Would treatment for video game addiction be more effective if "Video Game Use Disorder" was a billable diagnosis? Probably. Certainly there would be more awareness, more accurate statistics, and more funding for research into etiology and treatment. Are there ways around it? Yes, absolutely. Are there loads of other reason individuals who abuse video games don't get the treatment they need? Also yes, absolutely.

There's no silver bullet. I wish there was.

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  • 3 weeks later...
On 4/14/2021 at 8:39 PM, Notaproblem said:

How can gaming become an addiction?

Hyperarousal also can be triggered by a release of dopamine, the feel-good chemical that’s released in the brain when we experience success or achievement. It’s the same dopamine release process that triggers addiction to video games, screens and chemicals, such as alcohol.

An addiction is defined as an individual’s inability to control use of a substance or behavior in spite of negative consequences and functional impairment in life. Many children and adults who engage in screen/video game use to the exclusion of other normal activities fall dangerously close to meeting this definition.

But if you can control yourself, it would not be a problem.

I would argue that anything can become an addiction. Some things just have an easier time getting at our "wiring" because they produce more dopamine or they produce it more rapidly.

It's not just about control. In the US, according to the DSM, an addiction is defined as meeting at least 3 of the following criteria (depending on the substance), with the severity of the addition increasing with the number of criteria met:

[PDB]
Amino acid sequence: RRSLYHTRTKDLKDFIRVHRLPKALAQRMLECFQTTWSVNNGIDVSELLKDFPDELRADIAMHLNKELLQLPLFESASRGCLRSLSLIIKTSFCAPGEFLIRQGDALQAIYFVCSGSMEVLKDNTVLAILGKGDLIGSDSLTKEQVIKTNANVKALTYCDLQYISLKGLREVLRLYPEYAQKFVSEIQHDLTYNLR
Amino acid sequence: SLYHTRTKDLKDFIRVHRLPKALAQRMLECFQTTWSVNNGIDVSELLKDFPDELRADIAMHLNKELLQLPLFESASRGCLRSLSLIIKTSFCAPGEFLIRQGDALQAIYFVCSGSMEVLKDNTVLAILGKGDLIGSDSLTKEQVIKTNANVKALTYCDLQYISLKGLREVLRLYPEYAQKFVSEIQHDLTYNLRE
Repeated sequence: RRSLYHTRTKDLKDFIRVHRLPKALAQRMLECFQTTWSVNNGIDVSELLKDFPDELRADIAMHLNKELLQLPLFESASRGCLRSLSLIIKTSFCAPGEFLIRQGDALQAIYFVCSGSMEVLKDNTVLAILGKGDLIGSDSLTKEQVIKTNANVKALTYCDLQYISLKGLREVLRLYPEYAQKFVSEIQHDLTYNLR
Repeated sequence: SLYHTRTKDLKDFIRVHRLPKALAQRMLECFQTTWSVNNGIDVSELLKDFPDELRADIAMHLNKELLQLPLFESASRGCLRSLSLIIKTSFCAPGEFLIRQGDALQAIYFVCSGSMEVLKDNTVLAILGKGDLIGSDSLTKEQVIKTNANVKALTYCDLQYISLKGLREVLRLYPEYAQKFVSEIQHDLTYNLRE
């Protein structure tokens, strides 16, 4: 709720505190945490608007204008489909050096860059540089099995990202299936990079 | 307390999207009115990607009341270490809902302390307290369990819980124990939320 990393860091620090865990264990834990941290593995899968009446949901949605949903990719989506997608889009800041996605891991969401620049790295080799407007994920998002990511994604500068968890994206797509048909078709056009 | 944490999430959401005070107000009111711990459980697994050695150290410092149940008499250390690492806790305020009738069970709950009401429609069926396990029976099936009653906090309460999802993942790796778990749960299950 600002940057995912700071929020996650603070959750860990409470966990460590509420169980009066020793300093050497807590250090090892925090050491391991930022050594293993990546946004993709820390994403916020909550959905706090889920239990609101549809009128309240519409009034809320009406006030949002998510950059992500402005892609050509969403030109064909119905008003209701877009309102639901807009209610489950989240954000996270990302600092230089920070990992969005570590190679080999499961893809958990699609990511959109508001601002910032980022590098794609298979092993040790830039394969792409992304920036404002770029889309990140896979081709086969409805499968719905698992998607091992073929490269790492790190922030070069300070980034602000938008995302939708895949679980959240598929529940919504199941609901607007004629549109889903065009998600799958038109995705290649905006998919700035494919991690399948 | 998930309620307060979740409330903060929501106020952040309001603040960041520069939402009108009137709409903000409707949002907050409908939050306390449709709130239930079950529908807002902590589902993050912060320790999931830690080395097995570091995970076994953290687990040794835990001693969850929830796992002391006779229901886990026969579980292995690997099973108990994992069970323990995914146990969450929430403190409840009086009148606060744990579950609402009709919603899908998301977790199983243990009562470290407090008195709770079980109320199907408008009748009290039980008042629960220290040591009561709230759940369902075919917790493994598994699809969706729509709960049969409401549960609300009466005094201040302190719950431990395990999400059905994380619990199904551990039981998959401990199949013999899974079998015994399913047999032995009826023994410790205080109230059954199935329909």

1. The substance is often taken in larger amounts or over a longer period than was intended.

  2. There is a persistent desire or unsuccessful efforts to cut down or control use of the substance

  3. A great deal of time is spent in activities necessary to obtain the substance, use it, or recover from its effects.

  4. Craving, or a strong desire or urge to use the substance.

  5. Recurrent substance use resulting in a failure to fulfill major role obligations at work, school, or home.

  6. Continued substance use despite having persistent or recurrent social or interpersonal problems caused or exacerbated by the effects of the substance.

  7. Important social, occupational, or recreational activities are given up or reduced because of substance use.

  8. Recurrent substance use in situations in which it is physically hazardous.

  9. Substance use is continued despite knowledge of having a persistent or recurrent physical or psychological problem that is likely to have been caused or exacerbated by the substance.

  10. Tolerance, as defined by either of the following: a) A need for markedly increased amounts of the substance to achieve intoxication or desired effect, or b) A markedly diminished effect with continued use of the same amount of the substance.

  11. Withdrawal, as manifested by either of the following: a) The characteristic withdrawal syndrome for the substance b) The substance is taken to relieve or avoid withdrawal symptoms.